With such a shock split between Sebastian Vettel and Ferrari, there were plenty of reactions to be had among the F1 community.

Whenever a coveted seat becomes vacant in F1, people take notice in a big way, and there is no shortage of commentary. And so it tracks that, the moment news broke that Vettel and Ferrari had decided to cut things off, there was an outpouring of reactions.

It was led by his current Ferrari teammate Charles Leclerc with the likes of Jenson Button and even commentators like Martin Brundle, also giving their bits. The surprise of the lt was the reaction from George Russell, who kick-started his powerpoint programme.

Some went a comedic route with their public reactions, while others – mainly those who worked closely with him at the Italian – posted heartfelt messages, and some were more professional, talking about the impact of this on F1, and often, their teams.

Apart from the the mentioned below, Red Bull Racing consultant Dr. Helmut Marko also voiced his opinion on RTL and Sky Germany, where the Austrian indicated that the team doesn’t have enough finance for both Vettel and Max Verstappen.

Here’s some of what was said with regards to Sebastian Vettel:

 

 

 

Toto Wolff (Deutsche Presse Agentur):

“Sebastian is a great driver, a major personality and an asset to any F1 team. When looking to the future, our first loyalty lies with the current Mercedes drivers. But naturally, we must take this development into consideration.”

Max Verstappen (On Puma Instagram):

“The speculation was going on a bit, is he going to continue with Ferrari or not – well today it’s out, he’s not. I guess also very soon we’ll find out who the replacement is going to be. It’s definitely not me, I can tell you. I’m at Red Bull. I saw some questions coming along if I was going to Ferrari, but I’m not. It is what it is.

“Somebody else gets an opportunity to drive now for Ferrari, and of course, it’s a great team, and I’m sure they will make the right decision about the next driver. Let’s see what’s going to happen there. I think it’s not going to be the Italian sounding name (Ricciardo). Let’s see. At the end of the day, it’s just a guess. We’ll have to wait and see.”

Bernie Ecclestone (On Bild):

“Honestly, I would – I don’t know if he would – go to a racing team that isn’t a super-top team, but try to work with people who build a team. I just don’t see many reasons why he should go to Mercedes, for example. So he would be an absolute win for a team under construction and it would also be good for him to do something completely new, like when he started with Red Bull.”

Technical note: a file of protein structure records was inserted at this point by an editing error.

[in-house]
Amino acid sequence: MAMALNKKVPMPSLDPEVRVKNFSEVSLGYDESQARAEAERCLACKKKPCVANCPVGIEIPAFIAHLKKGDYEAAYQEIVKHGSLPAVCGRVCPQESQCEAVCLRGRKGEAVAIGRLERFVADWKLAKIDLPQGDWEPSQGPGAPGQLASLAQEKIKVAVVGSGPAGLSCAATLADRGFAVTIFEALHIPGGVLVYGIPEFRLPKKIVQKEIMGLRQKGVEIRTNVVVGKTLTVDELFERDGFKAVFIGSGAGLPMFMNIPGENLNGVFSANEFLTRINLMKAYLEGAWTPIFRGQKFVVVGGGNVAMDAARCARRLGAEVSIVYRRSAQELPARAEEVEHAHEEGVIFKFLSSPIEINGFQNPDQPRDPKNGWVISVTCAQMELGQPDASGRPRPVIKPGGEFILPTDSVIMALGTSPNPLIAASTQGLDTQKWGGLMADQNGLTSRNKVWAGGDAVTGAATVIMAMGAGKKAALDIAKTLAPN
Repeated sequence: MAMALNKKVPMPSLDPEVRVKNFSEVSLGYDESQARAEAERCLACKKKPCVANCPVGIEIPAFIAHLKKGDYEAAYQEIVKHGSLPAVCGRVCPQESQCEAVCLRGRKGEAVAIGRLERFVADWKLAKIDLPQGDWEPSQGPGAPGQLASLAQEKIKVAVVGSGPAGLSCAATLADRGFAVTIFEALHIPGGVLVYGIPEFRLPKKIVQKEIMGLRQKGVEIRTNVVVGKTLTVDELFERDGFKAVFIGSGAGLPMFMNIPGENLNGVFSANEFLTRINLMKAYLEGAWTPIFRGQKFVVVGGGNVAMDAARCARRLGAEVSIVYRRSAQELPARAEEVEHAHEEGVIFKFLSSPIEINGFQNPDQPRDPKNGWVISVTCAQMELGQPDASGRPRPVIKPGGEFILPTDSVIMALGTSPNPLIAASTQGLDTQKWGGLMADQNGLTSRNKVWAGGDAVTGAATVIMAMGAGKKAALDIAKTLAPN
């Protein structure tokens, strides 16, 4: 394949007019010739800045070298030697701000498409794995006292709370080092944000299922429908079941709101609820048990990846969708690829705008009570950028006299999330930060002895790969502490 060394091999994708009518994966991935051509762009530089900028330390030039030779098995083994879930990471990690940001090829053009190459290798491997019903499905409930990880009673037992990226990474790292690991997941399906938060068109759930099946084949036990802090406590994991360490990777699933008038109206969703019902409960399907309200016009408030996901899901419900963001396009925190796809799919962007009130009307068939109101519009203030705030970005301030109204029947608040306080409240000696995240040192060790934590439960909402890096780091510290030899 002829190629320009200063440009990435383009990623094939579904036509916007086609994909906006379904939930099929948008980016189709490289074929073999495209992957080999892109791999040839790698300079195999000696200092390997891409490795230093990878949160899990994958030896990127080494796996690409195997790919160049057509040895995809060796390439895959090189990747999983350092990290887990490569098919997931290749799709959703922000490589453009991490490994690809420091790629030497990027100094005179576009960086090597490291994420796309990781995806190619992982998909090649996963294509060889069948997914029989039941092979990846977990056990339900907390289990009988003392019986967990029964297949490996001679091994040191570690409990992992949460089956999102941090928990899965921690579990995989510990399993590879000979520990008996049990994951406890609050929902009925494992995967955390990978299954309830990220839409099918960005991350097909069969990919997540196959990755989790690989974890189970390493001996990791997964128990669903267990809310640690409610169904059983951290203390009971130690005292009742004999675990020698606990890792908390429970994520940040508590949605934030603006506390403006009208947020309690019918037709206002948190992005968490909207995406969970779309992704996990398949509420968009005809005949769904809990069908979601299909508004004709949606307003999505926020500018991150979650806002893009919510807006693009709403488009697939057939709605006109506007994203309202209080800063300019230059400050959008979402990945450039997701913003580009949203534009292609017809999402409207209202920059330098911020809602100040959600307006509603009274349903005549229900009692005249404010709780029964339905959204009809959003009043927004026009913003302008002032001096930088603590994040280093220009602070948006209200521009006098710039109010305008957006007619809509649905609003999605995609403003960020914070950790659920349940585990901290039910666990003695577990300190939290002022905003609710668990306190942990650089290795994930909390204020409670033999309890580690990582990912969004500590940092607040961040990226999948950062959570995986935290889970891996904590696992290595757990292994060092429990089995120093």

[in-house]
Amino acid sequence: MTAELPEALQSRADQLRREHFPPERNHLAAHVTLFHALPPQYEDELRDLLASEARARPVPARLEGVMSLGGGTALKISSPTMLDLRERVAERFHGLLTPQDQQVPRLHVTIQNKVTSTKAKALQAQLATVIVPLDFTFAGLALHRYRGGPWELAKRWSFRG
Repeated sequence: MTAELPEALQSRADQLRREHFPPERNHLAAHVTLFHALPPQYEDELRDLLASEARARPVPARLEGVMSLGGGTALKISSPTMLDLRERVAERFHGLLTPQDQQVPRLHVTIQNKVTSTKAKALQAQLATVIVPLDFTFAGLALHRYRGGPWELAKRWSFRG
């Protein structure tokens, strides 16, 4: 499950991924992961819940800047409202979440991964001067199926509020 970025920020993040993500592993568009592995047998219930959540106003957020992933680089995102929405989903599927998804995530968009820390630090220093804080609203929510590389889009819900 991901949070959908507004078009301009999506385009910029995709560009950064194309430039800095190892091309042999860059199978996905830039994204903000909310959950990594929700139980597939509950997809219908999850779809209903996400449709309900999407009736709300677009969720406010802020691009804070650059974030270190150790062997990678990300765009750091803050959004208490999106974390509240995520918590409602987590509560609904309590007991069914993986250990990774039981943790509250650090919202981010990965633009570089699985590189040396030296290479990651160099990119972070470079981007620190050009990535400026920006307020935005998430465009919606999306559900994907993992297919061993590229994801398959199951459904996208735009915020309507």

Timo Glock (On RTL):

“The option [of retiring] is definitely in his head, he’ll think about it.” He could well imagine that Vettel now thinks: I have achieved everything I want to achieve. Of course the big title with Ferrari is missing, but it became world champion with Red Bull and shaped F1 for years.

“But looking at the future, I said relatively early on that McLaren could be an option with an Andreas Seidl, who in my opinion is one who can lead McLaren back to where they were in the past. I think it would be a good combination. The basis for this would be the necessary motivation that Vettel would have to bring for a middle-class team.”

Norbert Haug (On Sky Germany):

“Then German motorsport and international motorsport would be an absolute size and a guy would be lost. That would go too far for me to speculate in this direction. I don’t think he has any other alternative after Ferrari.”

Ralf Schumacher (On Sport1):

“It is a bit of a shame especially for Sebastian, who had a completely different dream with Ferrari. If he feels comfortable with it, that’s okay. It was then foreseeable at the end of the season and especially from Monza that the team had listened to Leclerc. I think there was a lot more quarreling behind the scenes than we can imagine. If a driver no longer feels comfortable or no longer feels the support, then he has to go.

“Sebastian was a bit unlucky that Leclerc had such a strong year. Of course there is a possibility that it will stop. But I read that he said that the Ferrari thing failed because it was not long-term. He sees himself at an age when he wants to think and drive for a long time. I am very sure that he has alternatives. He doesn’t have a manager, but he would be badly advised to make a decision without having an alternative.”

Here’s Carlos Sainz Sr on the potential switch

Here’s news on potential switch from Carlos Sainz and other F1 names

Here’s Cyril Abiteboul on wanting to retain Daniel Ricciardo

Here’s news on Sebastian Vettel and Ferrari

The story was edited by Darshan Chokhani